If the bank determines that the transaction in question was, in fact, a fraudulent charge, they may choose to contact the authorities. At that point, the US Federal Bureau of Investigation (FBI) may choose to get involved if there are signs suggesting a larger pattern, especially one that crosses state lines. In most cases, though, the bank will handle the situation themselves, through their internal fraud team.
What Does the Bank Do in Cases of Fraud?
In cases of fraud, the cardholder’s liability is limited by law to $50 for a credit card transaction. For a debit card, the fraud liability is $500, if reported within 60 days. Of course, many banks choose to offer “zero-liability” cards to cardholders, meaning the bank protects the cardholder from any loss.
With a fraud case, the bank will advise the customer to immediately contact the three credit reporting bureaus (Equifax, Experian, and TransUnion). The cardholder can request an immediate credit freeze, which will prevent potential damage to the customer’s credit rating.
While the bank wants to move fast, it can take up to 90 days to investigate the charge and complete an initial chargeback. This is because the merchant is given an opportunity to provide evidence that the dispute is actually a case of friendly fraud.
Depending on the final decision, the bank will overturn the transaction, clawing the funds back from the merchant’s account. While this is happening, the money is tied up; neither the merchant, the bank, nor the cardholder has access to the funds.
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Of course, the process can take even longer if the merchant decides to fight the dispute. This is called representment: the merchant literally “re-presents” the transaction to the issuer, along with evidence to support their claim that the transaction was legitimate, and should be upheld.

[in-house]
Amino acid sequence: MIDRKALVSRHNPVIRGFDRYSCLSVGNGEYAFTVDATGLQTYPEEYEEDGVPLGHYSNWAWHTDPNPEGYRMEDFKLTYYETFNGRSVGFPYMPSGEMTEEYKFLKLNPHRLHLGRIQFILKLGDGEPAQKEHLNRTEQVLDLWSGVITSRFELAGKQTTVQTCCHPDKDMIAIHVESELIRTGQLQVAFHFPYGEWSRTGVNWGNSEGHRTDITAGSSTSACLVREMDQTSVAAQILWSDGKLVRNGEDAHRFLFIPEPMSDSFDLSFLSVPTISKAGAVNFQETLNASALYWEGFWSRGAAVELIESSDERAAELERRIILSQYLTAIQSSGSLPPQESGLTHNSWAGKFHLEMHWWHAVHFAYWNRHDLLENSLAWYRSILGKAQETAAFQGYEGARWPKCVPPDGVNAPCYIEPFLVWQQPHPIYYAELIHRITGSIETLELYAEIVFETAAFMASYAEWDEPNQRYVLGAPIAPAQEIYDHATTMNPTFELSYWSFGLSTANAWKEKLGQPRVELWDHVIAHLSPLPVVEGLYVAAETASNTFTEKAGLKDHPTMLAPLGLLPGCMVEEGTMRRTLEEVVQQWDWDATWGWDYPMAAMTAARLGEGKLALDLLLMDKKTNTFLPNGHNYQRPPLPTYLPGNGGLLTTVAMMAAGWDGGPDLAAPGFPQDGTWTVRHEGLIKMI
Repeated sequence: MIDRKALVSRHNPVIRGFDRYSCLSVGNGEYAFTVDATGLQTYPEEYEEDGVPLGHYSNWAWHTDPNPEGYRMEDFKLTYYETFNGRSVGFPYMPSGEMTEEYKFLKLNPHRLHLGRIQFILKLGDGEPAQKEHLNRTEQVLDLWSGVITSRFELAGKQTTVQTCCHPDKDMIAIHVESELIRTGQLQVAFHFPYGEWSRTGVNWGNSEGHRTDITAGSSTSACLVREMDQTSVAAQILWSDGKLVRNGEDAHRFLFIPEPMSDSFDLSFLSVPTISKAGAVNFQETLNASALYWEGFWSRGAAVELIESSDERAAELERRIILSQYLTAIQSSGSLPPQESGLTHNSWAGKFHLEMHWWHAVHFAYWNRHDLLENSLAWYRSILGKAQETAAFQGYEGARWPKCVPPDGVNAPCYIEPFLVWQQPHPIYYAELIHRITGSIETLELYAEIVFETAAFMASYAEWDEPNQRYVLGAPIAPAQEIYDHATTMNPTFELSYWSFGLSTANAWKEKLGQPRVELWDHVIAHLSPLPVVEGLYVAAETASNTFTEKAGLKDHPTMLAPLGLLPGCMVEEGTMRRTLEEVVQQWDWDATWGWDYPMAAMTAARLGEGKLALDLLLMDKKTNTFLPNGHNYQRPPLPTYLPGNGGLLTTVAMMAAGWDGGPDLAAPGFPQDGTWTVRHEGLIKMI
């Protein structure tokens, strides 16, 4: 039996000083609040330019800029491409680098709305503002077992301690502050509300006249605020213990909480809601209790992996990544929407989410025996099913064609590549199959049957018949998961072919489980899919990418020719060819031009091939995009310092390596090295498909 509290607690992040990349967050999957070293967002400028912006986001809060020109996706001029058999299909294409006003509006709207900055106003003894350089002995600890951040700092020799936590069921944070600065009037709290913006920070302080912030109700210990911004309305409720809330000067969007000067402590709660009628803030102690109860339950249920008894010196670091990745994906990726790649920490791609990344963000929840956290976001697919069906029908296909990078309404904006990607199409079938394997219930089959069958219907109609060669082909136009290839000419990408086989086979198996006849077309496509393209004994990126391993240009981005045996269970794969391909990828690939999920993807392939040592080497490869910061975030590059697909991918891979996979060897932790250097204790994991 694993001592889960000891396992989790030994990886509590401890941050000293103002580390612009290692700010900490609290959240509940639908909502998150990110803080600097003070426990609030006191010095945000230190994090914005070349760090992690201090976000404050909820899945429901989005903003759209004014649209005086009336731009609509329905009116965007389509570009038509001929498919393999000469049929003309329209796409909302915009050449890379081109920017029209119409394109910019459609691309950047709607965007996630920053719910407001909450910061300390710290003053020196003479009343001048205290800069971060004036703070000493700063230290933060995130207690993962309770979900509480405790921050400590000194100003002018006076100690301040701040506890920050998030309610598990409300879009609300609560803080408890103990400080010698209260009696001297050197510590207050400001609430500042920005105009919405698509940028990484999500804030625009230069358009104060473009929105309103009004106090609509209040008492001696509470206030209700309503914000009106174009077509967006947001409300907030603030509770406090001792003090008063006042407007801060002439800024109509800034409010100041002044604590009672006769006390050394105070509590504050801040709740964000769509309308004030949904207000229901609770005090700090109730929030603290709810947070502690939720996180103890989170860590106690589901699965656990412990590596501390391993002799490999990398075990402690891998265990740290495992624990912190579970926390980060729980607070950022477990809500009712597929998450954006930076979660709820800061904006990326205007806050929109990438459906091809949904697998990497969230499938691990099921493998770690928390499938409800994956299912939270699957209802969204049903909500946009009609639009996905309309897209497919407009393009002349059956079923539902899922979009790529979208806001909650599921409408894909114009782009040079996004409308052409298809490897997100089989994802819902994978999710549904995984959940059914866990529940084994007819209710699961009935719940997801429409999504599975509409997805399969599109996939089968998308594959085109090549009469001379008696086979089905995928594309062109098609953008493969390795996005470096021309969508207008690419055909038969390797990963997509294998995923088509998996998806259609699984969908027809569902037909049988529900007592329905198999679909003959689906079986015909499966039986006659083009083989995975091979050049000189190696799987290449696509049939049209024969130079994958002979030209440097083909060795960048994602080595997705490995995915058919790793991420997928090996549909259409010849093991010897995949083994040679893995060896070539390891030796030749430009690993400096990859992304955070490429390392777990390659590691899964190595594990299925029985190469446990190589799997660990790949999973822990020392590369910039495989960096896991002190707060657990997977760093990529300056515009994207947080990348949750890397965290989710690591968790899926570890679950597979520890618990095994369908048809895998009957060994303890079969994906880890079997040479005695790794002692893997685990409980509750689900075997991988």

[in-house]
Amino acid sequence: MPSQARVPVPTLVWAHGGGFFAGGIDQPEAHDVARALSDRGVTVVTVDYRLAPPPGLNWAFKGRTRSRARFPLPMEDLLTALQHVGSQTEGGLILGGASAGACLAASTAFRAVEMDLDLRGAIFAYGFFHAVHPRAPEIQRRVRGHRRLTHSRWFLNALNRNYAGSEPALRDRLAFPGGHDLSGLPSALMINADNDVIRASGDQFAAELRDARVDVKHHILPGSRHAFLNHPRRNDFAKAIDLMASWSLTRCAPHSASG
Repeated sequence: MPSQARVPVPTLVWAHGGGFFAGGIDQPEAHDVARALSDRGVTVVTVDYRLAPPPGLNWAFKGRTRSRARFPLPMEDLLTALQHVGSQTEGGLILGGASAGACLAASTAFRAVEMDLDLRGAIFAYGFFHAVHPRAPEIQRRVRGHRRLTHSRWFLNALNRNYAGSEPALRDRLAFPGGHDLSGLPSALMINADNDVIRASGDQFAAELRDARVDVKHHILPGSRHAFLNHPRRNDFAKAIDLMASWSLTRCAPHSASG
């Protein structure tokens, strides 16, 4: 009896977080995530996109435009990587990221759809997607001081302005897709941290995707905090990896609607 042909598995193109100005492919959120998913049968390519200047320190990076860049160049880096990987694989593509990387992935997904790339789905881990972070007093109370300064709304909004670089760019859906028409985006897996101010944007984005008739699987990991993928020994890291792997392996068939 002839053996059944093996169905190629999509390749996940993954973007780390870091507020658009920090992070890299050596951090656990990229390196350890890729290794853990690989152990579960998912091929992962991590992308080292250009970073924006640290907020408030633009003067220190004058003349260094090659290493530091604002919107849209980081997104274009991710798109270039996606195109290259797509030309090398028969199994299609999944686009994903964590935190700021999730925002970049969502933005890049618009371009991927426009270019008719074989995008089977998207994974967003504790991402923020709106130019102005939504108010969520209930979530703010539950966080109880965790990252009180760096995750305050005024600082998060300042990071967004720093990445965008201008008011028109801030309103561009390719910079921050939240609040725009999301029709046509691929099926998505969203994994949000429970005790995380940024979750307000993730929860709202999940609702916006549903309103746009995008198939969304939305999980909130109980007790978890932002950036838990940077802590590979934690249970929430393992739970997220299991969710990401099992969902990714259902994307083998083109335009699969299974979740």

With representment, the bank must repeat their investigation, taking additional evidence into account. All totaled, it’s not uncommon for the chargeback process to take six months or more to resolve.
Resolving Disputes Outside the Chargeback Process
The chargeback process is an important and useful consumer protection tool. However, it’s in the interest of all parties—merchants, banks, and cardholders—to avoid chargebacks whenever possible.
Lose revenue and merchandise and pay added fees and penalties. They see higher operating costs and may lose the ability to process card payments in the long term.
Face higher operating costs as they’re forced to devote more resources to investigating disputes. This can slow down other profit-generating departments within the organization.
Money is tied up for weeks or months due to the chargeback process. They will be unable to access their funds during this time, which could cause hardships.
According to card scheme rules for how banks investigate disputes, cardholders are required to contact the merchant before the bank. Many neglect to do this, however.
It’s best for everyone if the cardholder directly contacts the merchant before filing a chargeback. In many cases, the merchant is willing to work with the cardholder to resolve the situation and avoid a dispute. This is a “win-win” scenario for all parties: the cardholder could see faster resolution, while the merchant and issuer are spared the cost of the dispute process.
Have additional questions about the dispute process or how banks investigate chargebacks? Want to learn how merchants and banks can save money through chargeback management? Click below to speak with one of our dispute experts today.